The art itself (as opposed to the layout/design) is sort of a hyper-Kirby. It's worth making the point that despite the fact that there's an obvious departure from the early Silver Age here, there's also a lot of love and respect for Kirby in this art. Actually, the use of the Yellow Claw as a villain is an interesting, as it reminds me of some of the unusual work that Kirby did in the old Yellow Claw comic (and you have to love the fact that Fury's still smoking his cigar while making the jump in this scene).
In the same issue, Fury navigates the Yellow Claw's psychedelic headquarters.
The panel layout is at times incredible.
It's good - very good - with very detailed panels and wild action shots, but it still looks a little dated. Everyone's got a sort of stony expression, except during the more human downtime moments. It wouldn't pass as current artwork, but there is no denying its quality.
There is a sequence in #156 where we have some major event with global impact (in this case it's a threat from Hydra to release a bio-logical weapon), and we get a few panels of the Marvel Universe's various super-heroes reacting to it.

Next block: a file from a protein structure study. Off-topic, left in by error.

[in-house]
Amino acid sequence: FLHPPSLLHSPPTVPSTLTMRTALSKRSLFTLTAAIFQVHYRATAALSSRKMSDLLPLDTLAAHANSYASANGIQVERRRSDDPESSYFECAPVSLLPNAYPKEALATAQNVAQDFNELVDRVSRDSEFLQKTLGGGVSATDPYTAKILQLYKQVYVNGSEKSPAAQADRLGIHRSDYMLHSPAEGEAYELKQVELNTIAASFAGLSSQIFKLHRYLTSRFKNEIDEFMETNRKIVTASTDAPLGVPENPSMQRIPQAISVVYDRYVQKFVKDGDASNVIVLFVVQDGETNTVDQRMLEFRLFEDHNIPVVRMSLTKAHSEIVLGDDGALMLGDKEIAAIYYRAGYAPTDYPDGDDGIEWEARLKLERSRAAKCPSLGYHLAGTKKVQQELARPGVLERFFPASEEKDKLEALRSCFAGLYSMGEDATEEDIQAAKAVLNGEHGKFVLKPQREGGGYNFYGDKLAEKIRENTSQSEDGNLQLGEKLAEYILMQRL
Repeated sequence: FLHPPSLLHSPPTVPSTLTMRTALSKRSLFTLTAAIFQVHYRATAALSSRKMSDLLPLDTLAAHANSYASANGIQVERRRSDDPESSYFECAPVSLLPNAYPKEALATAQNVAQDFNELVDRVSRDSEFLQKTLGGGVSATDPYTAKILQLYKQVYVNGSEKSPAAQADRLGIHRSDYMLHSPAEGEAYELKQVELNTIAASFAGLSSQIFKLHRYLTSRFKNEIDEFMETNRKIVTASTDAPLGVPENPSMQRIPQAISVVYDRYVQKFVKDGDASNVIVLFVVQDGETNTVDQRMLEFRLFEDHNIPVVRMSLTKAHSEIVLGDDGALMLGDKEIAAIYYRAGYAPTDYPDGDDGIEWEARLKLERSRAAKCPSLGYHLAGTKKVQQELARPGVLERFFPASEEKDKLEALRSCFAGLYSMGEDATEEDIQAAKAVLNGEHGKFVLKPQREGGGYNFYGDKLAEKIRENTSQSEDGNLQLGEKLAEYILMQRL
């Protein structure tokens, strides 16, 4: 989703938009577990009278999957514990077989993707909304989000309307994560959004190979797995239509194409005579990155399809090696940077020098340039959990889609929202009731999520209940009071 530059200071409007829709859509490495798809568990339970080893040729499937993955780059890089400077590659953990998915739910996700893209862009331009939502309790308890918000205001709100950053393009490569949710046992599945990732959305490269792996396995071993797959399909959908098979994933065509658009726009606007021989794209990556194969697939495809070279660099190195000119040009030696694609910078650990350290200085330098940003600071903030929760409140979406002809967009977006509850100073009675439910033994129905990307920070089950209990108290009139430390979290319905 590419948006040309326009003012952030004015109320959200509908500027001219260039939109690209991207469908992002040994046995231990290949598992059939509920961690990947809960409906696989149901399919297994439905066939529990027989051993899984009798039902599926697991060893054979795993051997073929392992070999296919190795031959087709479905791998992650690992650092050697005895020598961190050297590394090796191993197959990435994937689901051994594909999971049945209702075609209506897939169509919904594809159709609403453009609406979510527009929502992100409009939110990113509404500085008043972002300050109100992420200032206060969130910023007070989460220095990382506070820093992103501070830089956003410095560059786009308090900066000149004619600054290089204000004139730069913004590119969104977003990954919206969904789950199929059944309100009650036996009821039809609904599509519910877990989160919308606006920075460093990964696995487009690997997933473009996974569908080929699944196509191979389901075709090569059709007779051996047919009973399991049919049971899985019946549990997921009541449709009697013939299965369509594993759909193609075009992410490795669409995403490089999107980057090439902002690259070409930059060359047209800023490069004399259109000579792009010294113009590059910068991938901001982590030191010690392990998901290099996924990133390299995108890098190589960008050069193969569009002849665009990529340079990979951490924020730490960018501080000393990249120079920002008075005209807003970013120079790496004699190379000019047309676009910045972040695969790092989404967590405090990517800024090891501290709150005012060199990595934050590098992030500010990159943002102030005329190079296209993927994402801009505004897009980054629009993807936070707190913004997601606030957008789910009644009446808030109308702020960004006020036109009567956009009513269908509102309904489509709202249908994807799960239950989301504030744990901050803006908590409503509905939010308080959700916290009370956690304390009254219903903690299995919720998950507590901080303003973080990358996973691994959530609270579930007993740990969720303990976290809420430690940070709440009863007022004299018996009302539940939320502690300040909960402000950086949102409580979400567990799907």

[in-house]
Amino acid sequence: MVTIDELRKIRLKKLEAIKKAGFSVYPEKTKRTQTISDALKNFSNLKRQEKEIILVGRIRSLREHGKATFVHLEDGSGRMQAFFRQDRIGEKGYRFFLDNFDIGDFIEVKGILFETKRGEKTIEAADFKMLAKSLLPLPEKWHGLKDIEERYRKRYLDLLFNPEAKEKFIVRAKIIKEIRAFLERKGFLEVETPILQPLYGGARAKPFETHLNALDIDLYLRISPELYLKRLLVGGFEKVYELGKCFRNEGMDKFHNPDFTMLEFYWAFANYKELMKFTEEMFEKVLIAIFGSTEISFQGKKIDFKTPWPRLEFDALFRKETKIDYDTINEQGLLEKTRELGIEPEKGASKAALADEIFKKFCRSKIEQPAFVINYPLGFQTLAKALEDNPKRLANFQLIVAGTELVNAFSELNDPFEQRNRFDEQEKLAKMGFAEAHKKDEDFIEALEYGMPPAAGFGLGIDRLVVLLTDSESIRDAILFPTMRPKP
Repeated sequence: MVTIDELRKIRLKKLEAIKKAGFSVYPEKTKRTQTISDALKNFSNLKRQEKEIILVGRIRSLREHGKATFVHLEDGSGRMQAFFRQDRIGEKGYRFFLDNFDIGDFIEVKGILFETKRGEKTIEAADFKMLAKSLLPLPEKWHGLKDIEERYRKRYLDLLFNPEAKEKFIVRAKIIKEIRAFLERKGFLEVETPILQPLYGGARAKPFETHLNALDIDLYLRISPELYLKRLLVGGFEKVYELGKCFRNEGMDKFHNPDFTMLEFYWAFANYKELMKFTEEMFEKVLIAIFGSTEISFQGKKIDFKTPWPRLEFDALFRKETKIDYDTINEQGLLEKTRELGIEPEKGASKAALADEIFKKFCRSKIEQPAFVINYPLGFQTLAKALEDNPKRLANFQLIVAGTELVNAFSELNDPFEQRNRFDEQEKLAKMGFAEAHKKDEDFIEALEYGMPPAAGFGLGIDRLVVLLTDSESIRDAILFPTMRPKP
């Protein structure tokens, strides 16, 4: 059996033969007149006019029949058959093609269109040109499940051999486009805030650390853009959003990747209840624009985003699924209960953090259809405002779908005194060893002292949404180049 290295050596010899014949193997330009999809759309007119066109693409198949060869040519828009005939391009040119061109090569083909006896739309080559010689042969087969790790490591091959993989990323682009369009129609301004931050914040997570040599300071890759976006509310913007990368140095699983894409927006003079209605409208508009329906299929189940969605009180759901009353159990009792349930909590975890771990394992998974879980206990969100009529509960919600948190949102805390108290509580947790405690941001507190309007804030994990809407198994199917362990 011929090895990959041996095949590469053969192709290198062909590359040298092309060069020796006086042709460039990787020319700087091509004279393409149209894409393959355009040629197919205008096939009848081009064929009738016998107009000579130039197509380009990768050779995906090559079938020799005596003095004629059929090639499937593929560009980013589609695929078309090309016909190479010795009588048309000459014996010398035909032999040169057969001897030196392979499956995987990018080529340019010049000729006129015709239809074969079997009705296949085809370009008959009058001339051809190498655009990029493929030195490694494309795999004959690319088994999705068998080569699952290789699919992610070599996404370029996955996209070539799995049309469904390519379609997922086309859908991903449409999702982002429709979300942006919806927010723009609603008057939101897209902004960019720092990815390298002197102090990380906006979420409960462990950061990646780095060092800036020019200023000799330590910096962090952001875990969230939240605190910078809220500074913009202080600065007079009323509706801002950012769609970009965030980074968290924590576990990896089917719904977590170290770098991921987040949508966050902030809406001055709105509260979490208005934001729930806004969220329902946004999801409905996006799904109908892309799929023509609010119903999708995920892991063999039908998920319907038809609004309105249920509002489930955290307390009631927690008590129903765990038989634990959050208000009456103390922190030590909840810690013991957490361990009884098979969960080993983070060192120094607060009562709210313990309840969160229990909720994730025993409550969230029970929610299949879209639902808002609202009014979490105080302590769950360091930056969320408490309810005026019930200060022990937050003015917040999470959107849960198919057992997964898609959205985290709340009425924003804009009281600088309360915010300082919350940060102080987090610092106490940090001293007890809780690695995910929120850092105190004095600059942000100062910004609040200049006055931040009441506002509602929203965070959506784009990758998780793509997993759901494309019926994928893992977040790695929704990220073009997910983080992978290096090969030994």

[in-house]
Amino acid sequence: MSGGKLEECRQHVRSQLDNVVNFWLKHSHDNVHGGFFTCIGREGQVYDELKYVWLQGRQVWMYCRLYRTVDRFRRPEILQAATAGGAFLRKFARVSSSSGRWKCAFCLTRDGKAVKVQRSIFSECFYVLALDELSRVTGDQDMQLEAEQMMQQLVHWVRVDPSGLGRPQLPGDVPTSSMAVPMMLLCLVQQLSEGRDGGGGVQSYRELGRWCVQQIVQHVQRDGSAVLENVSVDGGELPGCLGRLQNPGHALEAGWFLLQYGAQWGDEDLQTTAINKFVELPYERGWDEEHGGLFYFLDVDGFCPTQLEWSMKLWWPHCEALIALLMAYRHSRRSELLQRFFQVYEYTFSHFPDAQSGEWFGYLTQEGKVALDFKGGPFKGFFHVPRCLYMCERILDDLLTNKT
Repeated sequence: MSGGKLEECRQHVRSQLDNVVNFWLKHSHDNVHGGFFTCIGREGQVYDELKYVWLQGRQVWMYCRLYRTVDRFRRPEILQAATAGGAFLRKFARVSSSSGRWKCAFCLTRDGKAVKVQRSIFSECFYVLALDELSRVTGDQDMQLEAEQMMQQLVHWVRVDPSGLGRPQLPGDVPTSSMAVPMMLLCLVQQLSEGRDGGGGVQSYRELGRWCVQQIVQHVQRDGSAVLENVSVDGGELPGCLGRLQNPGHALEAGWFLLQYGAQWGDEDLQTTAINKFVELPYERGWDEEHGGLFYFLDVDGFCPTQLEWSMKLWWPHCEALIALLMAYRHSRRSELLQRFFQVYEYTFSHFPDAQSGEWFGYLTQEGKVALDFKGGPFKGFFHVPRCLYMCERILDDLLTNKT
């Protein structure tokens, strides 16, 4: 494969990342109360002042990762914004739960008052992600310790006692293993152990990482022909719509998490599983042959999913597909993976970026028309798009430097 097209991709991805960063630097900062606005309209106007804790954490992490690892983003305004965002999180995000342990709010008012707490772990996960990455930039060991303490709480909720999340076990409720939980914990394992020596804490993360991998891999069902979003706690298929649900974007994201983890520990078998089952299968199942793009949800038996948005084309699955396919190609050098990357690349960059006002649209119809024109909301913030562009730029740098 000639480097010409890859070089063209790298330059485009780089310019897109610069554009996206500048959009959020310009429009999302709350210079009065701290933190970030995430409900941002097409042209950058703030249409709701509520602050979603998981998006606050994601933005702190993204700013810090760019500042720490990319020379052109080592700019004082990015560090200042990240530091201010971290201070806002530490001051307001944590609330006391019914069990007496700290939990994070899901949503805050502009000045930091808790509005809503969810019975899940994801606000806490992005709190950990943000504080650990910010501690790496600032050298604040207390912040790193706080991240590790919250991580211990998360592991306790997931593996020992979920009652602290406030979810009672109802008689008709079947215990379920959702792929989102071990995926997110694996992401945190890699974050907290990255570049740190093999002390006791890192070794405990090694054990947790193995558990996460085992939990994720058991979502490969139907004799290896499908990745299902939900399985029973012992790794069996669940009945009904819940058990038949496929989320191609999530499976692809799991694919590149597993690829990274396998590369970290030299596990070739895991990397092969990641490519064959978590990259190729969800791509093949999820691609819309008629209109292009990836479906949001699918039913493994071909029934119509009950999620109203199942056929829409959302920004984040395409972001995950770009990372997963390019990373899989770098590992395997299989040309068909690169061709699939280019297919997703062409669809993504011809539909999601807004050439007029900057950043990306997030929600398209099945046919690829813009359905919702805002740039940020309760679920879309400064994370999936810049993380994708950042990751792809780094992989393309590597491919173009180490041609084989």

I love those panels! I think this is one of the first times it was done.
Overall this is a major highlight in Marvel's publishing history. It is a shame that Steranko did not have any other major runs at Marvel.
Steranko actually began his comics career working for Joe Simon at Harvey Comics. When Simon told Steranko he didn't have the chops to draw, Steranko walked in off the street to Marvel and made his way to Stan Lee, who hired him for his "raw energy" and let gave him a choice of books to take over. My info here is from Sean Howe's book Marvel: The Untold Story and he ends this segment noting that this was the first time since Daredevil #10 that Lee allowed someone to both write and draw a book and then writes, "Jack Kirby, unsatisfied with his own lack of writing credits, took notice."
Quality Rating: B
Chronological Placement Considerations: The group shots in #156 should be treated as conceptual (e.g., the Hulk probably wasn't hanging out with the Avengers when this happened), but at the least we'll place this while Professor X isn't kidnapped by Factor Three - before Uncanny X-Men #32-33.